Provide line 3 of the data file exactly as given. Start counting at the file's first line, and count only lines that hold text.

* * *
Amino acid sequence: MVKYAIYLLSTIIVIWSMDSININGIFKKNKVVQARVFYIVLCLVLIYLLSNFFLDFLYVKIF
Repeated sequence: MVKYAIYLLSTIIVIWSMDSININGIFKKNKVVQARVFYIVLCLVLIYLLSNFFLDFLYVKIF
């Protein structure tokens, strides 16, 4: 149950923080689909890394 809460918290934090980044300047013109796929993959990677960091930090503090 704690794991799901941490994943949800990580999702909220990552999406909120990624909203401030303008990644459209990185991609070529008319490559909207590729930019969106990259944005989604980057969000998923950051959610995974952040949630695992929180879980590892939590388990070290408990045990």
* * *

């Protein structure tokens, strides 16, 4: 149950923080689909890394 809460918290934090980044300047013109796929993959990677960091930090503090 704690794991799901941490994943949800990580999702909220990552999406909120990624909203401030303008990644459209990185991609070529008319490559909207590729930019969106990259944005989604980057969000998923950051959610995974952040949630695992929180879980590892939590388990070290408990045990």